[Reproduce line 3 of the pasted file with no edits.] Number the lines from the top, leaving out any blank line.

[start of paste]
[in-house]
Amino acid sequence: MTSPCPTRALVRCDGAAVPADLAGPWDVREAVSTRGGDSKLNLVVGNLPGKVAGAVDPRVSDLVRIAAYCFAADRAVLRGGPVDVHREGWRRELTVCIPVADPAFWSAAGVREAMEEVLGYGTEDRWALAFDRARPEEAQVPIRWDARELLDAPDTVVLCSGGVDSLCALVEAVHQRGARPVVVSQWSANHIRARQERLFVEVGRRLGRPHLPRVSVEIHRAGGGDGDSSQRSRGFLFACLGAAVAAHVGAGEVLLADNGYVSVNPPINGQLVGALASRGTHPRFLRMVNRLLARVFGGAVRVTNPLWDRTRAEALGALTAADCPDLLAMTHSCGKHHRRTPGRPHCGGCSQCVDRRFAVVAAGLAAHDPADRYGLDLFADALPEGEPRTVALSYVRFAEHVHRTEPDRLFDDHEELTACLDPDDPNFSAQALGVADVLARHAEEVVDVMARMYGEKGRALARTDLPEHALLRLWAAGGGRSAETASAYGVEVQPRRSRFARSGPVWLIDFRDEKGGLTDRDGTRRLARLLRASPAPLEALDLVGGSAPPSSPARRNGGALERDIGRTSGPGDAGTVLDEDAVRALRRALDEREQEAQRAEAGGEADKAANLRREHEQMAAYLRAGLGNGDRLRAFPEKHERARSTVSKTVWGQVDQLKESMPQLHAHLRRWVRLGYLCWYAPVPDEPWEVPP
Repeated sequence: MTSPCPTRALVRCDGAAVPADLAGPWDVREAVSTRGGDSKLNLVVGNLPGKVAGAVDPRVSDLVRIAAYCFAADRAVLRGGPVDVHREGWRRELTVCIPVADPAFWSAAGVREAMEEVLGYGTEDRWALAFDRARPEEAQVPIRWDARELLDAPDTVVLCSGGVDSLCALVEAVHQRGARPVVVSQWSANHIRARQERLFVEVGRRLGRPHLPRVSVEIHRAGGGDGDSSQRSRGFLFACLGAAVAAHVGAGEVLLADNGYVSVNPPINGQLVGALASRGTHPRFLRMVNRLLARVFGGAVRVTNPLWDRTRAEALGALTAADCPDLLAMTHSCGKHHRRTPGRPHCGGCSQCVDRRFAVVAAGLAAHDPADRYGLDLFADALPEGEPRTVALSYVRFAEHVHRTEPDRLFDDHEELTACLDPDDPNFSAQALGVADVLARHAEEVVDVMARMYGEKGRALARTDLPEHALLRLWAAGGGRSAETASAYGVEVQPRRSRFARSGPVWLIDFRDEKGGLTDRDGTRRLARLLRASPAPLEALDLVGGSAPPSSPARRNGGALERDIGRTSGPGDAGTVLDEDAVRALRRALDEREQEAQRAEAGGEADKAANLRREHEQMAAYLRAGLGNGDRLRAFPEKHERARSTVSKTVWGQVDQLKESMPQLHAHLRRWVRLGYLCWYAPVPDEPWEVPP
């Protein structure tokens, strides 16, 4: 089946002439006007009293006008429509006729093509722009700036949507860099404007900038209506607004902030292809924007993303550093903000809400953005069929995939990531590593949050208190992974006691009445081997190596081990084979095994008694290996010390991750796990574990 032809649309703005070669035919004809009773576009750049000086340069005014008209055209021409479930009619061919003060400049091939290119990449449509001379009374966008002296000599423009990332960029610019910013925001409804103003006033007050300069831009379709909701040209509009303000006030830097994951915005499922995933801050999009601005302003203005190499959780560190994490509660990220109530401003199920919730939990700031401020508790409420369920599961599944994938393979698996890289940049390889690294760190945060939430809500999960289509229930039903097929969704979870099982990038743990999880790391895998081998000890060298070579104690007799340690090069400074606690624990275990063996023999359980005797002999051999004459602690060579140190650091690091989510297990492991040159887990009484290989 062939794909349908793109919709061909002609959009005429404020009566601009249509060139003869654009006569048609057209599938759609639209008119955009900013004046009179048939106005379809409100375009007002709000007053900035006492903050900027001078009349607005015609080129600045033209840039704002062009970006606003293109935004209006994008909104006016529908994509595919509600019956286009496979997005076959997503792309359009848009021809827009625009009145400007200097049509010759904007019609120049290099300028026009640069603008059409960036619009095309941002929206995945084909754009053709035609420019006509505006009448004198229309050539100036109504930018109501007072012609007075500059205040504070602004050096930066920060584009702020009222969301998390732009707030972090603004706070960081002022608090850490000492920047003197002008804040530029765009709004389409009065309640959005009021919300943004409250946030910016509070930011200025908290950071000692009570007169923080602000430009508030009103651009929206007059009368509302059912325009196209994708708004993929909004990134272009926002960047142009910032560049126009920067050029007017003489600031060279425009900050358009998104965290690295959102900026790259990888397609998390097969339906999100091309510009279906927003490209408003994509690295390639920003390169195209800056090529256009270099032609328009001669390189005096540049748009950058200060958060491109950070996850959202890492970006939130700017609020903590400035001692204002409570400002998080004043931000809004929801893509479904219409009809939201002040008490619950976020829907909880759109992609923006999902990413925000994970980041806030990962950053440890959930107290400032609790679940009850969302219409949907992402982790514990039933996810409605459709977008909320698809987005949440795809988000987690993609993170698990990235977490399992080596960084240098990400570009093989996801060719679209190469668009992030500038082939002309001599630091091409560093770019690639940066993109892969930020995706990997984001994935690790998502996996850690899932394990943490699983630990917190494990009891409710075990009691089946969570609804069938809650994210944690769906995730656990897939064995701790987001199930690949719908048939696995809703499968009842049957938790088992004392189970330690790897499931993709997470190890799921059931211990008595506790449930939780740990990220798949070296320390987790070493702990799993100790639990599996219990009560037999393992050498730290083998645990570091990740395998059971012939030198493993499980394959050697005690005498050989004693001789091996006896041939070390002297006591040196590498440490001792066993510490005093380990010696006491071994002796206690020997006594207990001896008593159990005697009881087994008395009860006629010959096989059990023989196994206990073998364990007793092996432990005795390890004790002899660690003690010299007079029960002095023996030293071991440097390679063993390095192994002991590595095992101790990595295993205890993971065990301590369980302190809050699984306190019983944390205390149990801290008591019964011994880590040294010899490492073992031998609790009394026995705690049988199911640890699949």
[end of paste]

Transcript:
Repeated sequence: MTSPCPTRALVRCDGAAVPADLAGPWDVREAVSTRGGDSKLNLVVGNLPGKVAGAVDPRVSDLVRIAAYCFAADRAVLRGGPVDVHREGWRRELTVCIPVADPAFWSAAGVREAMEEVLGYGTEDRWALAFDRARPEEAQVPIRWDARELLDAPDTVVLCSGGVDSLCALVEAVHQRGARPVVVSQWSANHIRARQERLFVEVGRRLGRPHLPRVSVEIHRAGGGDGDSSQRSRGFLFACLGAAVAAHVGAGEVLLADNGYVSVNPPINGQLVGALASRGTHPRFLRMVNRLLARVFGGAVRVTNPLWDRTRAEALGALTAADCPDLLAMTHSCGKHHRRTPGRPHCGGCSQCVDRRFAVVAAGLAAHDPADRYGLDLFADALPEGEPRTVALSYVRFAEHVHRTEPDRLFDDHEELTACLDPDDPNFSAQALGVADVLARHAEEVVDVMARMYGEKGRALARTDLPEHALLRLWAAGGGRSAETASAYGVEVQPRRSRFARSGPVWLIDFRDEKGGLTDRDGTRRLARLLRASPAPLEALDLVGGSAPPSSPARRNGGALERDIGRTSGPGDAGTVLDEDAVRALRRALDEREQEAQRAEAGGEADKAANLRREHEQMAAYLRAGLGNGDRLRAFPEKHERARSTVSKTVWGQVDQLKESMPQLHAHLRRWVRLGYLCWYAPVPDEPWEVPP